Trying to make a long story short:
My scope came with a 15mm and 6 mm lens. I was looking at the 2x shorty Barlow eyepiece and it said: "The Orion Shorty 2x Barlow Lens doubles the magnifying power of any 1.25 inch eyepiece, essentially dividing the eyepiece's focal length by a factor of 2--using a 25mm eyepiece in the Shorty 2x Barlow provides the same magnification a 12.5mm eyepiece would normally exhibit (25 / 2 = 12.5)". In my other research of eyepieces, the bigger the #mm the more magnification. So this statement sounds contradictory to me and I feel like there is something I'm missing. Clearly I'm new to the world of using telescopes to view the night sky although I've been staring up there all my life. Thanks in advance for any help!
In my other research of eyepieces, the bigger the #mm the more magnification.
It's actually the reverse. The longer the focal length of an eyepiece of the same optical design, the less magnification, and consequently a larger true field of view, it produces in a given telescope. Dividing the focal length of the telescope objective by the focal length of the eyepiece yields magnification.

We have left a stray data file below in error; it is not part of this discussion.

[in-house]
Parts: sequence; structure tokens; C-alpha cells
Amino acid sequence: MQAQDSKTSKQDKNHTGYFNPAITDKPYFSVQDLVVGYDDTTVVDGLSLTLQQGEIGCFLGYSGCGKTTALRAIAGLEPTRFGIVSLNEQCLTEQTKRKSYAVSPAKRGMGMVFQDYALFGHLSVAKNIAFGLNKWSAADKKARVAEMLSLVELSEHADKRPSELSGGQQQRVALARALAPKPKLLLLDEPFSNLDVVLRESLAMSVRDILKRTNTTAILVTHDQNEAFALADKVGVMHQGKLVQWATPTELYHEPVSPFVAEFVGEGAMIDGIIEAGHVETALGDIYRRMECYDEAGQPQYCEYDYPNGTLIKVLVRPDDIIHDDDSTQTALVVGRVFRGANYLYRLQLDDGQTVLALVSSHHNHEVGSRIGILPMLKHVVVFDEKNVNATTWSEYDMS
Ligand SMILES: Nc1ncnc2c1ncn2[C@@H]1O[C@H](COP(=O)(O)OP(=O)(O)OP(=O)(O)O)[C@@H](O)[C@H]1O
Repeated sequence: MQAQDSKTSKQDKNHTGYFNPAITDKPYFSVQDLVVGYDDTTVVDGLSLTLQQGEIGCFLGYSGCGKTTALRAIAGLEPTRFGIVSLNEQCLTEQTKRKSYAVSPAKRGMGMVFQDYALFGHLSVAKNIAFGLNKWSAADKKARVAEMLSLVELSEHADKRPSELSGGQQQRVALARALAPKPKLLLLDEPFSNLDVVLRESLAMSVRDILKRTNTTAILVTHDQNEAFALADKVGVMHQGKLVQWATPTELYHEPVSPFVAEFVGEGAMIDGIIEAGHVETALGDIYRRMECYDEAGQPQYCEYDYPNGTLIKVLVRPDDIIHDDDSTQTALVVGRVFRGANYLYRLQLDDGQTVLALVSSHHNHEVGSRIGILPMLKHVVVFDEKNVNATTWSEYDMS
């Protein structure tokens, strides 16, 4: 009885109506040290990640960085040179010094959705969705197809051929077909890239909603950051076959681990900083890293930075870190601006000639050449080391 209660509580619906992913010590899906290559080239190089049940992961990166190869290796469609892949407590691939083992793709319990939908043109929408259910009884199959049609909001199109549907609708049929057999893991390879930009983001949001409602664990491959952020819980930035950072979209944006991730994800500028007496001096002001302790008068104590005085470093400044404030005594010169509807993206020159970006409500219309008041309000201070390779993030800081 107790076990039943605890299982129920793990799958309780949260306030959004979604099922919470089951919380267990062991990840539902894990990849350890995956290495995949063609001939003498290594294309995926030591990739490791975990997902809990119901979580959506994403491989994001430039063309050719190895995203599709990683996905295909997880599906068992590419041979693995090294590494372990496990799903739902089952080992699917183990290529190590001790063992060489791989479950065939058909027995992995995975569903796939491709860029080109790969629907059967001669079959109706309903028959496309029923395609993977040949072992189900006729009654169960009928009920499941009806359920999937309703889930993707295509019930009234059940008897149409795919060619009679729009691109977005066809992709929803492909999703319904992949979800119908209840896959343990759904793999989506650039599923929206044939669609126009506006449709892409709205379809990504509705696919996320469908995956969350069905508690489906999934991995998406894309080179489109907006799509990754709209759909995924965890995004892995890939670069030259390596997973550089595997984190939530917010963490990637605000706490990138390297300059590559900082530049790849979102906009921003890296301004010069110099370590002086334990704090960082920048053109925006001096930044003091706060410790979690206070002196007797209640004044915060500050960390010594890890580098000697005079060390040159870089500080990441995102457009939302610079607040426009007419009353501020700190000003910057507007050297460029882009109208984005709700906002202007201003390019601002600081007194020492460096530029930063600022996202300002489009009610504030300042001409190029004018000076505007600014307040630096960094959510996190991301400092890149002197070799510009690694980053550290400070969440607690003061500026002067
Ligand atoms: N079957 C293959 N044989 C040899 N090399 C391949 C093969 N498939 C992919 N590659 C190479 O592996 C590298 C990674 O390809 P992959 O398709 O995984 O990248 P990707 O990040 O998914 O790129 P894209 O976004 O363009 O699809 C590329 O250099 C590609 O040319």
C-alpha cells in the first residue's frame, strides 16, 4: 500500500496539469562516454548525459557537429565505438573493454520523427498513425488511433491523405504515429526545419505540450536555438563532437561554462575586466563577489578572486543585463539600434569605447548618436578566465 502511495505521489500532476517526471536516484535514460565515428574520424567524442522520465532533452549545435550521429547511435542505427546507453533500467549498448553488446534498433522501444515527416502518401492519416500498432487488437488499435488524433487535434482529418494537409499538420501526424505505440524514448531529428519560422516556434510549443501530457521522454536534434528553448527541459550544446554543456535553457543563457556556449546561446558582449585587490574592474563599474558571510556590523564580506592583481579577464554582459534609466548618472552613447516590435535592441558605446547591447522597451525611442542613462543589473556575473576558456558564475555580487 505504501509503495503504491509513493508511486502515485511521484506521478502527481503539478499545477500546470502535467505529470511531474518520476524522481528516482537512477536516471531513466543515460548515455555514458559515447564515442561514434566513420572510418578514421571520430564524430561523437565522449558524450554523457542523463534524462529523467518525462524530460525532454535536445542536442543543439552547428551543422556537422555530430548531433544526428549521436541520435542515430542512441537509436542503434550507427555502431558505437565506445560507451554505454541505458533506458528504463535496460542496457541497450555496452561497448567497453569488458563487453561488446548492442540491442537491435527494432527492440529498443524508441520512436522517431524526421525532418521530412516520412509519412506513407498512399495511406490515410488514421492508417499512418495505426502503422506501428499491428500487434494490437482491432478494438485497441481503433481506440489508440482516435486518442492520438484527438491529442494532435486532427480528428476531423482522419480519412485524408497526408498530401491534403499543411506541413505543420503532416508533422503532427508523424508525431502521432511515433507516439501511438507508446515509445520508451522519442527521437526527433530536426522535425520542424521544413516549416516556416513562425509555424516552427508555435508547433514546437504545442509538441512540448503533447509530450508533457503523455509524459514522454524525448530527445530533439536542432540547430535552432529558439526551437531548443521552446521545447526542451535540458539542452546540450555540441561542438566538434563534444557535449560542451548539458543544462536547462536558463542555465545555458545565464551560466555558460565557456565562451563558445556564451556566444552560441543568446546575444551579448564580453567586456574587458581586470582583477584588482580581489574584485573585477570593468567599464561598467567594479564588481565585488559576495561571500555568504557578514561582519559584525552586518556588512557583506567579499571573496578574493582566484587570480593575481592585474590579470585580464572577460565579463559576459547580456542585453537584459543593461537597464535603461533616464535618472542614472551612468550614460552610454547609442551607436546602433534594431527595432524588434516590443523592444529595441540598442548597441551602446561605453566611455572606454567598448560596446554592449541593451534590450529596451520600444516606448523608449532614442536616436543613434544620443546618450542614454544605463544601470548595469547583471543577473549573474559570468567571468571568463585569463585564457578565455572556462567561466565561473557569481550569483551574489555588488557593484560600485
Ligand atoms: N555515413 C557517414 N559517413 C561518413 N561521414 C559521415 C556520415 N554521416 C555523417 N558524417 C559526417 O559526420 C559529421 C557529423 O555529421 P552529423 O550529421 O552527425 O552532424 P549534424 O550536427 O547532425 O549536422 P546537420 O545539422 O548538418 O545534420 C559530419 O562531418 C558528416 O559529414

See http://www.stargazing.net/naa/scopemath.htm and http://www.telescope-simulator.com/index.php?option=com_content&view=article&id=45 for some handy calculators.
Sic itur ad astra!
Chance favors the prepared mind.
A man is a small thing, and the night is very large and full of wonders.
Thanks for your quick reply! The links were great and explained where the variables were coming from for each equation. That info is going to help a lot in my future purchases!
What's the aperture (diameter) and focal ratio of your telescope?
Focal ratio: f/3.9
aperture: 4.5 inches
You may also want to consider obtaining a 25 to 27mm eyepiece to maximize your scope's true field of view.
Oh ok. I will do that. I always thought telescopes were all about magnification but now that I have my own I find myself less interested to zoom extra close and more interested in exploring. I would love to experience that "lost in space" effect. Thanks for your help!
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